The feasts tier contains icons of the 12 Great Feasts of the liturgical year: the Nativity of the Theotokos (8 September),the Exaltation of the Cross (14 September), the Presentation of the Theotokos (21 November), the Nativity of Christ (25 December), the Baptism of Christ (6 January), the Presentation of Christ in the Temple (2 February), the Annunciation (25 March), the Entry into Jerusalem (Palm Sunday), the Ascension, Pentecost, the Transfiguration (6 August) and the Dormition (15 August).

Above this, the top two tiers are also interchangeable with each other.

The Biblical Prophets and Patriarchs – including the 12 sons of Jacob – are often placed on either side of an icon of Our Lady of the Sign, while the Twelve Apostles may be seen on either side of an icon of either Christ at the Second Coming or the Holy Trinity.

However, only the largest and most elaborate iconostases have all five tiers. Many modern Greek iconostases only include the bottom (‘Sovereign’) tier, and on occasion a second tier of smaller icons, usually depicting either the Great Feasts or the Apostles, with an icon of the Mystical Supper, or occasionally the Hospitality of Abraham, above the Beautiful Gates. The iconostasis is often surmounted by a central cross, often with a depiction of Christ Crucified, flanked by the Theotokos and Saint John the Evangelist at the foot of the cross.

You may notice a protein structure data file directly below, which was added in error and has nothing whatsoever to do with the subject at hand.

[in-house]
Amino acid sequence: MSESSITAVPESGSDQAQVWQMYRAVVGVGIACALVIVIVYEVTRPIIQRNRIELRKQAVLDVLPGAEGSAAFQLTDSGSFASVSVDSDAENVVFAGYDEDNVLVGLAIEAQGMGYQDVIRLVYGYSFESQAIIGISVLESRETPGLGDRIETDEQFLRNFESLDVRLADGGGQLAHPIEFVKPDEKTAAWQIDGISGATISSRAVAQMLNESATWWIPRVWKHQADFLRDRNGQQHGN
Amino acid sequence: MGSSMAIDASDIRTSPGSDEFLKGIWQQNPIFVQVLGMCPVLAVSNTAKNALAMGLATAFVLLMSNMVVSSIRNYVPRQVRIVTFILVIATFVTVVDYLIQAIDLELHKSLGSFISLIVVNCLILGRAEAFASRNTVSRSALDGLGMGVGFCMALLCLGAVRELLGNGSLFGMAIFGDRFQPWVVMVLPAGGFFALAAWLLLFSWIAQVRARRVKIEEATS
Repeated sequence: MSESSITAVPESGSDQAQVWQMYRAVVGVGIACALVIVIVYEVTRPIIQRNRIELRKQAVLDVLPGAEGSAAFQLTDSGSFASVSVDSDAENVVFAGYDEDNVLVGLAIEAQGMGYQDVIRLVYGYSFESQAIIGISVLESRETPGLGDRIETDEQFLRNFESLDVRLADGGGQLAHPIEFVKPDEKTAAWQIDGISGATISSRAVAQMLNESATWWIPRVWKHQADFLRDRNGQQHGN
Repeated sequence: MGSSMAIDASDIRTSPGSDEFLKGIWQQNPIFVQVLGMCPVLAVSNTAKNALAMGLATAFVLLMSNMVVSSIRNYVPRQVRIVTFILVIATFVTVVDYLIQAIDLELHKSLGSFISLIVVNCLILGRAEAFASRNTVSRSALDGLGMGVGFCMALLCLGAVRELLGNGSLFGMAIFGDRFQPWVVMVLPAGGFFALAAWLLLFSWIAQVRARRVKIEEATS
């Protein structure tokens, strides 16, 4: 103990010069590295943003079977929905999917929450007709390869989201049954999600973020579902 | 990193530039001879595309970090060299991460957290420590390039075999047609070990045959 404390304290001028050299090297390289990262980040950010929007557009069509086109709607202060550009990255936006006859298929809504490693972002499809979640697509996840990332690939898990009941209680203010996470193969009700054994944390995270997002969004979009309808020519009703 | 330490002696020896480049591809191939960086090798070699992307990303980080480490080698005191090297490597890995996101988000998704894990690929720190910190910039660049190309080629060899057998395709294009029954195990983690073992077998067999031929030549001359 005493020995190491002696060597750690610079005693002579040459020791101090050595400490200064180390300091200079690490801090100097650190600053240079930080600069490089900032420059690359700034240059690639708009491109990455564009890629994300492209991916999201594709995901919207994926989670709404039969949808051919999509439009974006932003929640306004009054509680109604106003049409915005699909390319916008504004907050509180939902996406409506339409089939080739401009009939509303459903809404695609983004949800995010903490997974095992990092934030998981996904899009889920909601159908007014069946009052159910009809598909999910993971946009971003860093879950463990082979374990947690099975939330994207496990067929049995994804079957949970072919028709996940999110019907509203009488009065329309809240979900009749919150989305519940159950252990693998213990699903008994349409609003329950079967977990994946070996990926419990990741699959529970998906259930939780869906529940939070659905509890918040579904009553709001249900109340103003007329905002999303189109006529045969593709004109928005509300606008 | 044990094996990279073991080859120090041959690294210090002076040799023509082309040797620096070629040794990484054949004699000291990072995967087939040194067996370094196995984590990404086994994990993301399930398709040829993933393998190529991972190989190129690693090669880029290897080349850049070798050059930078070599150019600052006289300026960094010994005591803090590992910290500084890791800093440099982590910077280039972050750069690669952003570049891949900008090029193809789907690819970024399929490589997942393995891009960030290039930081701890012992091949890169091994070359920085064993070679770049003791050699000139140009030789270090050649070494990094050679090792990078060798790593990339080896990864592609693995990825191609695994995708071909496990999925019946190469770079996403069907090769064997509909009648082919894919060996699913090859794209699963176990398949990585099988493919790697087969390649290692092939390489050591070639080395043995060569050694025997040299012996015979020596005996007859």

When the Beautiful Gates are open during the Divine Liturgy, all can see the altar and the sanctuary (Photograph: Patrick Comerford, 2024)

There are traditions about who may enter or leave the sanctuary and by which door. Neither the Beautiful Gates nor the space between them and the altar table are used by the laity; bishops enter through the Beautiful Gates at any time; priests and deacons do so only at specific times during services; all others enter the sanctuary through the side doors.

But it would be misleading to describe the iconostasis as separating the nave from the sanctuary. In truth, it brings them together, and the iconostasis is the link between heaven and earth, bringing the holy out into the world and inviting the world into the heavenly through Christ and the story of salvation. In other words the iconostasis connects rather than separates, and the doors open both ways between both realms. The rood screens in western mediaeval churches have served the same purpose liturgically and theologically.

The new iconostasis, steps, stalls and candle burner in Stony Stratford were built and installed over the past few weeks by a traditional team of church furnishers from Athens. At present, the spaces for the icons are arranged in the traditional or customary way, but are currently filled with prints. In time, the plan is to replace the prints with original, hand-made icons. So this is a project that involves considerable fundraising efforts and commitments on behalf of the Greek Orthodox Community in Milton Keynes.

The church already has a number of beautiful icons, and in the coming months and years to come I hope to see this project grow and develop.

Meanwhile, why not join me in my prayer diary each morning over the next few weeks as I look at the traditional icons in the iconostasis and throughout the church in Stony Stratford?

Continued Tomorrow

The former, informal iconostasis in the Church of Saint Ambrosios and Saint Stylianos in Stony Stratford (Photograph: Patrick Comerford)